Router - $69
(2) Unifi UAP - $69

Total - $307 - outside your $250 budget but would provide a more stable connection around the house.

Of course someone with more Ubiquiti experience may chime in for more details or correct some of mine. I'm sure others will say those things are overkill, but I've had such bad luck with the consumer "all in one" router/switch setups I can't see myself ever going back.
 

epimetheus

Gawd
Joined
Jun 20, 2004
Messages
815
The easiest way to do this is to purchase another router, disable the routing portion of it and use it only as an access point.

Don't do this. Adding a Unifi AP will be equivalent in price and much more stable in performance. Standard UAP's are $70 on Amazon and include the power injector. This is the easiest way to do what you need.
 

Khadgar

Weaksauce
Joined
Feb 18, 2006
Messages
90
I'll echo the Unifi route. I love my UAP - will be upgrading shortly to the newly announced UAP AC Pro.
 

Ocellaris

Fully [H]
Joined
Jan 1, 2008
Messages
18,914
I'll echo the Unifi route. I love my UAP - will be upgrading shortly to the newly announced UAP AC Pro.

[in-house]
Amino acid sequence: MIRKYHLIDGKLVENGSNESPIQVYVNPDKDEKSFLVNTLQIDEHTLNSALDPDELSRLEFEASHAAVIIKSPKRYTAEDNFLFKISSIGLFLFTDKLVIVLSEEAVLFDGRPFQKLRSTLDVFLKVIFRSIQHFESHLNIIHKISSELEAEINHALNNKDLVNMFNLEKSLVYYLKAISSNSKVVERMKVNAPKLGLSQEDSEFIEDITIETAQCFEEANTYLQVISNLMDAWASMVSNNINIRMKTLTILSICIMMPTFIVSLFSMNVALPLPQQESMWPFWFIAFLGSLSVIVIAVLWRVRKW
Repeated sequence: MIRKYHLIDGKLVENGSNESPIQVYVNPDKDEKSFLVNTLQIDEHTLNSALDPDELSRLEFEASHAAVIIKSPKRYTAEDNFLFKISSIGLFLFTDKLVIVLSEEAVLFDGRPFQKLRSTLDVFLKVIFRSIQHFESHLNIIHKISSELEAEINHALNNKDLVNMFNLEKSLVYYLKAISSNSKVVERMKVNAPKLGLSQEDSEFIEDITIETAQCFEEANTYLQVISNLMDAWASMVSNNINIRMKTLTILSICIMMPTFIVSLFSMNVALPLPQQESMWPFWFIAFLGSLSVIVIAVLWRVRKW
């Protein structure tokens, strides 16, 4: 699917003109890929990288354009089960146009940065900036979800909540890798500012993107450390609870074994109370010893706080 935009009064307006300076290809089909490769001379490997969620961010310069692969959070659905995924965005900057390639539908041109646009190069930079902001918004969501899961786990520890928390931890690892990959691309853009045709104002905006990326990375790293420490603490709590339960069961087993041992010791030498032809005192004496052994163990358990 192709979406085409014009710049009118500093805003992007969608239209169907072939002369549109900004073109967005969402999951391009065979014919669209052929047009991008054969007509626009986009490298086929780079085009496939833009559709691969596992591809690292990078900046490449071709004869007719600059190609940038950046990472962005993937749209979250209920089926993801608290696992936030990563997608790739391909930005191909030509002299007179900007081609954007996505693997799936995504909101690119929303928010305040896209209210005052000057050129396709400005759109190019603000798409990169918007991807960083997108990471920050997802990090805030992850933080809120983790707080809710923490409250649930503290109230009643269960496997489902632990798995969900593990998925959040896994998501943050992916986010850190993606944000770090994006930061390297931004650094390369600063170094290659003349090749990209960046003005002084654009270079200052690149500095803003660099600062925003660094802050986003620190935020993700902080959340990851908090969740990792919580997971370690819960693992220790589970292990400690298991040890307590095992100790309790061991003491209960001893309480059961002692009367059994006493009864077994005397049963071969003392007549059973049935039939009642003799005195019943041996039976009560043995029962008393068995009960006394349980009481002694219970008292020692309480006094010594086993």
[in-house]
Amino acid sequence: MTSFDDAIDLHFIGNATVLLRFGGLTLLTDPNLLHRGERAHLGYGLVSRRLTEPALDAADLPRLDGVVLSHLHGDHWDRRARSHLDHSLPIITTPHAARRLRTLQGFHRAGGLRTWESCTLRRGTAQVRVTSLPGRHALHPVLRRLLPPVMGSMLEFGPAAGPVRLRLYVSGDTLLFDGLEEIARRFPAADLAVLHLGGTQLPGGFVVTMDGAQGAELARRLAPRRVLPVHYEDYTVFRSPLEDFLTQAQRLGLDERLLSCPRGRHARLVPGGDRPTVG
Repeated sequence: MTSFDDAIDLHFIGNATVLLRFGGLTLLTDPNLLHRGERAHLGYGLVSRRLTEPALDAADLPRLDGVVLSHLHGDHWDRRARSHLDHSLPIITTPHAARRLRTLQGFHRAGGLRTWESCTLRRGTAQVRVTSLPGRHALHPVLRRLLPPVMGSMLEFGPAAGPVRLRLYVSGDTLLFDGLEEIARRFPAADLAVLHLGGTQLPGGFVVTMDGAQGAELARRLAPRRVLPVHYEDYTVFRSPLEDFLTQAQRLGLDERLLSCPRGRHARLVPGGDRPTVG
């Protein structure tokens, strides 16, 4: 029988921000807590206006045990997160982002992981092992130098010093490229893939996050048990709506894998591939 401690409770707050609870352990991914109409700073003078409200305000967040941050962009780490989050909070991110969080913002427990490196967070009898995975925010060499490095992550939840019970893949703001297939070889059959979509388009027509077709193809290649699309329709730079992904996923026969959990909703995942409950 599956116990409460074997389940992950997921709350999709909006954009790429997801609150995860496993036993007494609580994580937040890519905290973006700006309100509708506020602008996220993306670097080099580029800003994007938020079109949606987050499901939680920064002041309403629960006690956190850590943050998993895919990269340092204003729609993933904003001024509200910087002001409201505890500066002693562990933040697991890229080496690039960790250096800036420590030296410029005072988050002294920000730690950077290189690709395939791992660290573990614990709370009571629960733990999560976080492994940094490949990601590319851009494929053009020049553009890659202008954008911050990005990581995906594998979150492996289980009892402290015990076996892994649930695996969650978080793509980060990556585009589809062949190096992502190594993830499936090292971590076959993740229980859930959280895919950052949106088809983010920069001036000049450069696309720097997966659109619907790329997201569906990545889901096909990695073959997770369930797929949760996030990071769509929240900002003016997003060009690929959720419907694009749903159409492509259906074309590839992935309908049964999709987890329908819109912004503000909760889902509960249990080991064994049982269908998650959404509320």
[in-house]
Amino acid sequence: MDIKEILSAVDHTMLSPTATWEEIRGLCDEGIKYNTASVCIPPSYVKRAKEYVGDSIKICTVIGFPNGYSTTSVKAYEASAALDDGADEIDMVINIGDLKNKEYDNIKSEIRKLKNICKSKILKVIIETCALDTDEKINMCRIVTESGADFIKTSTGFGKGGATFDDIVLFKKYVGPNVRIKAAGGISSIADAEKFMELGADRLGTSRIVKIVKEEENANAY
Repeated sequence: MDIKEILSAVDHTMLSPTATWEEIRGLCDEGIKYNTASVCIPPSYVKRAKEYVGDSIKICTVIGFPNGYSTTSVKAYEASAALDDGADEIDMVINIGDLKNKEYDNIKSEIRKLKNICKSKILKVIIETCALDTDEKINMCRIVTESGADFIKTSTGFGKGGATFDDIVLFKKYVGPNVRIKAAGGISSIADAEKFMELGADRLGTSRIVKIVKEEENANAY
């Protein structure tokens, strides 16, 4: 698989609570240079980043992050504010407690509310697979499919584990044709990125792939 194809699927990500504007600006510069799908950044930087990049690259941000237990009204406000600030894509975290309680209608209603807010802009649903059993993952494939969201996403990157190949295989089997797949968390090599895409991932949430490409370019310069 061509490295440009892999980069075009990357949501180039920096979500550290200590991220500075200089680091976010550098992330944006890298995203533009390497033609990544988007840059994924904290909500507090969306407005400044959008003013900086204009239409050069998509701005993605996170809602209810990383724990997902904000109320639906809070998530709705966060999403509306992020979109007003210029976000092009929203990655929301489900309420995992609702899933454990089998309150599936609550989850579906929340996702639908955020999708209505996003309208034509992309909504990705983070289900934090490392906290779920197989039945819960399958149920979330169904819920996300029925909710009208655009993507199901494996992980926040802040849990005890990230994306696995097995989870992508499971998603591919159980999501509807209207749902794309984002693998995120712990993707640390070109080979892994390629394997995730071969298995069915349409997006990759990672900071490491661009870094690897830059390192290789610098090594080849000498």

With your fingers crossed that it works a hell of a lot better than the original UAP AC? I get people liking Ubiquiti, however their AC product was shit and they are way behind the curve on bringing a good AC product to market.
 
Last edited:

Khadgar

Weaksauce
Joined
Feb 18, 2006
Messages
90
With your fingers crossed that it works a hell of a lot better than the original UAC AC? I get people liking Ubiquiti, however their AC product was shit and they are way behind the curve on bringing a good AC product to market.

Yeah, good point, I did hear a lot of bad things about it. Probably best to wait until reviews/opinions start rolling in.
 

Aluminum

Gawd
Joined
Sep 18, 2015
Messages
687
+1 for UAP LR, the current model is known good, bang/$ = high and it has proven itself to have great coverage in real world use. If your house is too big for one of them, you are probably doing very well financially and can afford to buy more and/or run real wires ;) Keep your current modem/router/whatever and just turn off the wifi or set it up as a guest net on another channel etc.

Waiting for the soon to be available AC version is tempting but I would also let someone else be the early adopter since their first AC versions had so many problems.
 
Top